The fundamental problem here is two-fold. First, while music stores, hi-fi shops, and live sound are in-your-face occupational options to the mainstream culture, pro AV remains hidden in the background. Secondly, kids and adults who have a penchant for technology and are interested in a related career often overlook pro AV as an option. This is because they don’t either know pro AV exists, think it’s the same as working at a music store, or truly prefer the delivery of bits and bytes over the manipulation of lumens and decibels. But if they have a chance to experience what we do under the right circumstances, they often come to love it as much as many of us do.

What You Can Do

Pro AV and related associations are doing their part to include pro AV in traditional educational programs — mostly at the high school and vocational college levels. One thing we can do is support these efforts from within the organizations. Both the ICIA ( and NSCA ( have active programs to expand awareness and opportunity for interested young people with an aptitude for AV-related skills. Each organization has student membership options as well as scholarship programs to help high school kids through related degree programs. ICIA provides course material and support to colleges that want to teach courses in pro AV fundamentals and applications. NSCA University offers career planning and outreach to high schools, colleges, and universities.

One notable program that has been supported by the ICIA is SkillsUSA (, which promotes the involvement of high school and post-secondary school students in a wide range of occupations by hosting competitions in various trades. States have their own competitions in each field and the state winner then compete in the annual gathering in Kansas City. The event brings thousands of kids together to compete in everything from nail care, commercial baking, and advertising design, to masonry, electrical work, and diesel engine repair, to video production, electronics repair, and as of 2001, AV systems integration. However, more AV teams are needed at this event to keep us there.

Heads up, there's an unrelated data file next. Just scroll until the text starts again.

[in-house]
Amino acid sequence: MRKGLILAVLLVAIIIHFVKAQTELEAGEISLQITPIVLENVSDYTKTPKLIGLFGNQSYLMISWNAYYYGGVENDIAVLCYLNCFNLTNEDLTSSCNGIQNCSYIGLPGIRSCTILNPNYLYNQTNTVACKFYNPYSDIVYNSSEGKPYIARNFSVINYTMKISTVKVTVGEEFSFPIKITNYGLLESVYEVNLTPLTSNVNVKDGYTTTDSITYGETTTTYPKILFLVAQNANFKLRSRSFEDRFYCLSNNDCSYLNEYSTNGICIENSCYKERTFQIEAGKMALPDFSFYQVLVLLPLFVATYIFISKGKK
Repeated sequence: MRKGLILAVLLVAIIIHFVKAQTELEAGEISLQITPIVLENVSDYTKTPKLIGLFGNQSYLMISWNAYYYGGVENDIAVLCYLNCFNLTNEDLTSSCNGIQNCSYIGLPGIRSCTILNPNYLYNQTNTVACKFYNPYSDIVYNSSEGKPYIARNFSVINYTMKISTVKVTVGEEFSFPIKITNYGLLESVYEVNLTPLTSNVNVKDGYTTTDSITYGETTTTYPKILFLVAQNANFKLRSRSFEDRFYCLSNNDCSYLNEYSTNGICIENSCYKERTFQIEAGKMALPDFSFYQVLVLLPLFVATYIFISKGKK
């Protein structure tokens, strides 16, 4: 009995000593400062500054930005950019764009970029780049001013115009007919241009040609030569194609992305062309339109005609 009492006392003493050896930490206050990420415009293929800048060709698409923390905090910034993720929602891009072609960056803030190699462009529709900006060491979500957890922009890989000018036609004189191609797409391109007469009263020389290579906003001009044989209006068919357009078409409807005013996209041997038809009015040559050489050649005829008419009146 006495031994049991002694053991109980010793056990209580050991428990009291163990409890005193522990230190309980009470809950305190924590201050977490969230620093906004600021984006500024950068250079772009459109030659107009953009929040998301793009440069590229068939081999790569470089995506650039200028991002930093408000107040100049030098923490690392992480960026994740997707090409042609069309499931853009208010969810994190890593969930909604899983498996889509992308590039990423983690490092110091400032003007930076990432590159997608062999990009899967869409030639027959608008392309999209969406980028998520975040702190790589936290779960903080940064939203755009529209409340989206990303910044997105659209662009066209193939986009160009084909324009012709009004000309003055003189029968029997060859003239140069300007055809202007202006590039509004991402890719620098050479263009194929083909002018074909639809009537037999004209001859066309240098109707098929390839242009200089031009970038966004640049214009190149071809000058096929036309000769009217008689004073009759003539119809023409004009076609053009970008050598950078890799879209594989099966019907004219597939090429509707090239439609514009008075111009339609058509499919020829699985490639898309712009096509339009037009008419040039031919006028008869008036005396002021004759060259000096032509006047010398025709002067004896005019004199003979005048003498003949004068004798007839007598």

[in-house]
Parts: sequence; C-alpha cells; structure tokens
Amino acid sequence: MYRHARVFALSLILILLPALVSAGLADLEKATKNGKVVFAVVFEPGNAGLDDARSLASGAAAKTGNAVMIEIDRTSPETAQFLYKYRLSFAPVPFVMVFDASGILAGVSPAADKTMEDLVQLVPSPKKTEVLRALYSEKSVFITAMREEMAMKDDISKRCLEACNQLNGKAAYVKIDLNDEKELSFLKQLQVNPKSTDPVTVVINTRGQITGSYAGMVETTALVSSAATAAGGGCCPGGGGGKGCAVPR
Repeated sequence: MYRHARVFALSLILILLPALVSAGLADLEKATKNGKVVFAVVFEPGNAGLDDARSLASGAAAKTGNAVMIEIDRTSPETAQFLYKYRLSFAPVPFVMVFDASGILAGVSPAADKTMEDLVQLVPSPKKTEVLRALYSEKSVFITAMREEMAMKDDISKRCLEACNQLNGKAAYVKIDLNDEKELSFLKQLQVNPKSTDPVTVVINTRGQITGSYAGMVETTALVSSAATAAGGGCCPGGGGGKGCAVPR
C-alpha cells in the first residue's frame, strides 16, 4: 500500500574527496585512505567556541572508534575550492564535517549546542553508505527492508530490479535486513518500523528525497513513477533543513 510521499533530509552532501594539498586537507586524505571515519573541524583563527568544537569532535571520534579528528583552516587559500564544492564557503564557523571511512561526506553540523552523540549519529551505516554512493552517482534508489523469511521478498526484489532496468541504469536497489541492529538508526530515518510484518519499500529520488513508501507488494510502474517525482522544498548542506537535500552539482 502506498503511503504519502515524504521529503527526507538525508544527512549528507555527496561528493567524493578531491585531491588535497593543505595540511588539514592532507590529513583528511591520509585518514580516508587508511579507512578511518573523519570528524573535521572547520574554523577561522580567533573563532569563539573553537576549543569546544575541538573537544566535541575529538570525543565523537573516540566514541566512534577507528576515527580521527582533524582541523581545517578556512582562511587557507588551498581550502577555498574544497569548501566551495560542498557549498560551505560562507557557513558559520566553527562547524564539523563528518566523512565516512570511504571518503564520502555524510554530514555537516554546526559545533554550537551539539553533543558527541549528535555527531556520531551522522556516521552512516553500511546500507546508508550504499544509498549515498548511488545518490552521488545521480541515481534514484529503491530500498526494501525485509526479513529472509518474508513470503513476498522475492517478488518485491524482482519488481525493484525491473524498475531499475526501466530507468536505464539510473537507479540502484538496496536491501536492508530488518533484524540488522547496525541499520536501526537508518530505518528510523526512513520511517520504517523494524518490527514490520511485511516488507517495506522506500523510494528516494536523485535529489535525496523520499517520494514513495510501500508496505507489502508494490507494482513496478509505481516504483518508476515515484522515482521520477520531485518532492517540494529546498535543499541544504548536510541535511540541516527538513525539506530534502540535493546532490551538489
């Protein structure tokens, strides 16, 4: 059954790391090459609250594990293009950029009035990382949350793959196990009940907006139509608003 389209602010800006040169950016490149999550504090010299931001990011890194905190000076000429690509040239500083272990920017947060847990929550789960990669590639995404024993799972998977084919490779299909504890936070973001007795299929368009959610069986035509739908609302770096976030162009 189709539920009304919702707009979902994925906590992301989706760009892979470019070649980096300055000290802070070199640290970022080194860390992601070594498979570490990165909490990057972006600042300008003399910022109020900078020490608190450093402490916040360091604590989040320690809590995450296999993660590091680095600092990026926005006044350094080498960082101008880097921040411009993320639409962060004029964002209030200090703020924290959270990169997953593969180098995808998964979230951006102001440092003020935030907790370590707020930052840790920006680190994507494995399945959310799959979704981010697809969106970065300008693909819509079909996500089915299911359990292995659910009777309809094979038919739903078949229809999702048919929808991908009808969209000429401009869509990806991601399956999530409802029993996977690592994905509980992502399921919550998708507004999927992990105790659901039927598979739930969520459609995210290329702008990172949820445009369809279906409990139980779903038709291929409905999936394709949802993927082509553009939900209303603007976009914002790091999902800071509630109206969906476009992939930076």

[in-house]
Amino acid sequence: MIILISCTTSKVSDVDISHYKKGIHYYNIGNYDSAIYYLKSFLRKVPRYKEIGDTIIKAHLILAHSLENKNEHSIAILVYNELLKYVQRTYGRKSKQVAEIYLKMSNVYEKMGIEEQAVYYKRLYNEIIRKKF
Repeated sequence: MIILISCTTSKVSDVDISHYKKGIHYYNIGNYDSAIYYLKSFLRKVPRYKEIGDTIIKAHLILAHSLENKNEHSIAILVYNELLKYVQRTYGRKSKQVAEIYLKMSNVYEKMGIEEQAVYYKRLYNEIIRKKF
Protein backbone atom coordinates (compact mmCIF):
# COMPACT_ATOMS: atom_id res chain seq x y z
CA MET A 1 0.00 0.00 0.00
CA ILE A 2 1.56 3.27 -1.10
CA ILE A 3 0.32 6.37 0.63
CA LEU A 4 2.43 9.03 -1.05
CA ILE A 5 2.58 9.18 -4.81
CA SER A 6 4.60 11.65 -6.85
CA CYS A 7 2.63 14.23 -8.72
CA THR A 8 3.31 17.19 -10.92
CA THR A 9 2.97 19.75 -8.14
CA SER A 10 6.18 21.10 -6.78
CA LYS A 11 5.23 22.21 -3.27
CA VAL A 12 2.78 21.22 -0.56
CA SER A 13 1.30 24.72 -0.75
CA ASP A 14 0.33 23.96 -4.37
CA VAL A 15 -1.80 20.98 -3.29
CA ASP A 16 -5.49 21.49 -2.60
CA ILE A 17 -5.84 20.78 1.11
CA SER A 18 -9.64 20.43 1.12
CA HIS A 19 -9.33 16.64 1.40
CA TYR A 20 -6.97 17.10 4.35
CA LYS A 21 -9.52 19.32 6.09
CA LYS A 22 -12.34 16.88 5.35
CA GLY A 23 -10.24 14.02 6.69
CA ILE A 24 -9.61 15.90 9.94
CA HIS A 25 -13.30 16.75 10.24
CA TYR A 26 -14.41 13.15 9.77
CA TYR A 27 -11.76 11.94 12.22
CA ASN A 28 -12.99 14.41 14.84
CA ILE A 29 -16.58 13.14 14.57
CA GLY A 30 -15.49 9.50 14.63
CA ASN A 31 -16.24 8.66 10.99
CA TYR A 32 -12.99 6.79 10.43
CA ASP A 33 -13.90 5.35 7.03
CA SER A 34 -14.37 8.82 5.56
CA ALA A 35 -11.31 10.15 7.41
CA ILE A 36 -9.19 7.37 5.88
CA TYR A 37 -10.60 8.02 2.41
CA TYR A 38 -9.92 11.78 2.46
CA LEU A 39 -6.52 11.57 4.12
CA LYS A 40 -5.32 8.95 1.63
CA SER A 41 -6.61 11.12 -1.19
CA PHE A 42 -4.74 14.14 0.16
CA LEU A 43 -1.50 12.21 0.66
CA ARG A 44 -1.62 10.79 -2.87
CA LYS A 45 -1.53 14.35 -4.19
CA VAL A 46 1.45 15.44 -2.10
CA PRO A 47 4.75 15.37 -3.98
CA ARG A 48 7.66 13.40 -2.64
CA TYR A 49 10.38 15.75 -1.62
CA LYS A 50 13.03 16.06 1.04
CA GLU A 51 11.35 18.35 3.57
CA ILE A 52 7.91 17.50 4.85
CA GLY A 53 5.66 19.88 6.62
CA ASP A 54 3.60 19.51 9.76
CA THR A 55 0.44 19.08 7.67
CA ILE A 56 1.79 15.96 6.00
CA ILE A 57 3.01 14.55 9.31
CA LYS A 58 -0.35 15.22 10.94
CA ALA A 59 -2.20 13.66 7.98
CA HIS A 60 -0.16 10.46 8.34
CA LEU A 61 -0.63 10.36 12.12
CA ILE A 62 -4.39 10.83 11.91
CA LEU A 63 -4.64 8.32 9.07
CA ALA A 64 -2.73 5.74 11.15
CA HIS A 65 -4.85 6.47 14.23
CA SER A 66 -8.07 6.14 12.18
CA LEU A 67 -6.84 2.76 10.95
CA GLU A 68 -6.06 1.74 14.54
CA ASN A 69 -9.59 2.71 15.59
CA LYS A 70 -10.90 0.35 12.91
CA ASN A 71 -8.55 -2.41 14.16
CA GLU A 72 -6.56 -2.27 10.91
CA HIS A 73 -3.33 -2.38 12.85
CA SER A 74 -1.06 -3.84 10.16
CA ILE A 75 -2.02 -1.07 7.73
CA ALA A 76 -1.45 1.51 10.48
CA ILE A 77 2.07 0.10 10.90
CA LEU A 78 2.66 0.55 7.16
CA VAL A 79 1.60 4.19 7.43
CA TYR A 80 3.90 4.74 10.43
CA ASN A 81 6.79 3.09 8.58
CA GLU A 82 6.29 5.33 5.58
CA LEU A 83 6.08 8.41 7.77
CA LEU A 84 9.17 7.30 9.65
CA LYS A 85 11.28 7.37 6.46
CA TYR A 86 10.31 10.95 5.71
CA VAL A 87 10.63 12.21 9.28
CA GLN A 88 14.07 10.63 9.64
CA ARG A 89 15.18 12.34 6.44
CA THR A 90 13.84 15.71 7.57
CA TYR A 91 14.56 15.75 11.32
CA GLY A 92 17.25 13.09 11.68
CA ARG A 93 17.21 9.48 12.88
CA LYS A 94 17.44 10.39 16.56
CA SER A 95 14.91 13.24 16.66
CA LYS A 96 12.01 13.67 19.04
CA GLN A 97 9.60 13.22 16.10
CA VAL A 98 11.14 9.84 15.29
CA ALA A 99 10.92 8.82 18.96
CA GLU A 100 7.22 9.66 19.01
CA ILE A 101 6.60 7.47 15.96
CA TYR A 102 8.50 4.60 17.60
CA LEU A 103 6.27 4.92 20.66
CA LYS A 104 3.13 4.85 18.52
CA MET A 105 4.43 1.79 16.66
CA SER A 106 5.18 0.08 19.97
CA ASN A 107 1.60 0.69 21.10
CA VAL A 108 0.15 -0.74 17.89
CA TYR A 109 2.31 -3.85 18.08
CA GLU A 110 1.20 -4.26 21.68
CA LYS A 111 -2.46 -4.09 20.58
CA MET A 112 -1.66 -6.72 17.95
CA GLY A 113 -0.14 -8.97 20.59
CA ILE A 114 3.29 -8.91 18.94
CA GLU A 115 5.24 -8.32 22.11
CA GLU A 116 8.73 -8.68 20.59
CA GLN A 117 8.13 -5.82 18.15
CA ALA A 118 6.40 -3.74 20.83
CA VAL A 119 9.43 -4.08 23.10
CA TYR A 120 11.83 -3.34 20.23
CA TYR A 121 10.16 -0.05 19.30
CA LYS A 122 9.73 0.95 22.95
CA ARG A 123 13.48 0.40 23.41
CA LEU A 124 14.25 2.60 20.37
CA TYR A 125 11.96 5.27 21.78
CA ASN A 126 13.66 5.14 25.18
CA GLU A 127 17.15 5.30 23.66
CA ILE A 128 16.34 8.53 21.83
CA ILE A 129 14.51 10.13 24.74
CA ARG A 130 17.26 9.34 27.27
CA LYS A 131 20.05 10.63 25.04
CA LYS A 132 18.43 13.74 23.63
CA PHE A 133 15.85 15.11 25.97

Pro AV professionals need to educate students and teachers to see our world as an interesting, exciting, and challenging career option. How can you help? Arrange field trips (perhaps through your own kid’s school) to tour your office, your shop, or better yet, one of your facilities under construction/installation or in use. Participate in career days and show off the cool stuff we get to play with every day. Hire an intern for the summer. There are a multitude of things we can do to help our individual firms as well as the industry as a whole by educating younger people about what they could be doing that might be more fun than the average IT job.

While we can see people working in music stores and working the sound and light boards at concerts, most people don’t typically have an opportunity to see anything but the results of pro AV design, installation, and operations. We need to plant the seed early that these jobs are in demand and that the pro AV industry has great to offer.